The liberal pulse of Washington D.C., the Washington Post is seemingly aghast and panicked at their own headline about president Trump looking to rollback federal government employment, calling it a contraction.
President Trump’s budget proposal this week would shake the federal government to its core if enacted, culling back numerous programs and expediting a historic contraction of the federal workforce.This would be the first time the government has executed cuts of this magnitude — and all at once — since the drawdown following World War II, economists and budget analysts said.The spending budget Trump is set to release Thursday will offer the clearest snapshot of his vision for the size and role of government.
I would have no problem with those paragraphs if they changed just one word. If I could fix it for you, I would change the word contraction to correction, because that's what it is. Now I am really looking forward to the president's budget.
Let me drill down on one aspect of this.
If you look at the average number of federal employees per 1000 Americans it went from approximately 5.4 in 2006 to 5.7 in 2015 (most of it coming in 2009 as a result of the abysmal stimulus package no doubt), an increase of 5.6% in a very short period of time. This despite the fact that the population has supposedly grown by roughly 22.8 million people during the same period (roughly 7% growth in population and yet the number of federal employees has grown enough to cover that plus 5.6%). Interestingly, population growth was last measured in the census of 2010, when the population was 309 million. Growth since then is only a Census Bureau projection since the census only takes place once per decade. The numbers since then seem fairly flat in terms of year over year growth rate. So population has grown but the number of federal employees per 1000 Americans has grown at a rate 5.6% faster than that.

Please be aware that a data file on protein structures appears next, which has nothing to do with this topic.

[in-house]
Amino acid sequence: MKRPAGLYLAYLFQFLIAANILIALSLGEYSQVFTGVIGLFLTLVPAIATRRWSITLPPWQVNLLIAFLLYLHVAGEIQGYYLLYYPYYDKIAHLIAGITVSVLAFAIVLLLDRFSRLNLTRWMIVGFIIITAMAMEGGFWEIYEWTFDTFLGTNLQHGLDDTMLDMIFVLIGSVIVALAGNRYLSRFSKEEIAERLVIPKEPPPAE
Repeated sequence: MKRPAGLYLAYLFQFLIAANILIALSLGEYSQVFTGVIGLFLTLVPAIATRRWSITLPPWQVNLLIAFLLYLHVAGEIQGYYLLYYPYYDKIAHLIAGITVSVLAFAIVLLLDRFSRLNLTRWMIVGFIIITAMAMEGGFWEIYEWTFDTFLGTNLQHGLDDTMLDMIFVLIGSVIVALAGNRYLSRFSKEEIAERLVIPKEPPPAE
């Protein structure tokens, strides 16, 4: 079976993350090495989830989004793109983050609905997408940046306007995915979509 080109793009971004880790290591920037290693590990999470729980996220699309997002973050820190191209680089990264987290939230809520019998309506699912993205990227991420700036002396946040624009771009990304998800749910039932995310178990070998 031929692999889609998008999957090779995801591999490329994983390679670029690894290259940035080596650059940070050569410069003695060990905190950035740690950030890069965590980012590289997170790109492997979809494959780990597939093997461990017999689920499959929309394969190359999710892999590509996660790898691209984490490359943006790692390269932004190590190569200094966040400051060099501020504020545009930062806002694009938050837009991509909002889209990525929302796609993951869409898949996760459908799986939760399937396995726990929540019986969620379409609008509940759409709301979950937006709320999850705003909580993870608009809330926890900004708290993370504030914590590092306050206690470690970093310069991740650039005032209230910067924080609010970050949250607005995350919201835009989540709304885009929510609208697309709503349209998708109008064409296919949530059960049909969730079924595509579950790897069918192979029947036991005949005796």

Whether you feel like you are getting 5.6% better or more service is a moot point. After all, in business they talk about productivity growth. Between 2007 and 2016 productivity growth has averaged 1.1% per year. Between If government employees got better at the rate of productivity between 2000 & 2007 it was double that rate. But let's say for the sake of argument that they got better by 1.1% per year. Between 2006 and 2015 that would mean that federal employees got 11% more productive. Yet the government felt the need to expand the workforce by 5.6%. Either the government employees only grew in productivity by say half the national rate, or else the government has been padding the workforce. What other conclusion can be drawn? And in either case, there's an inefficiency now.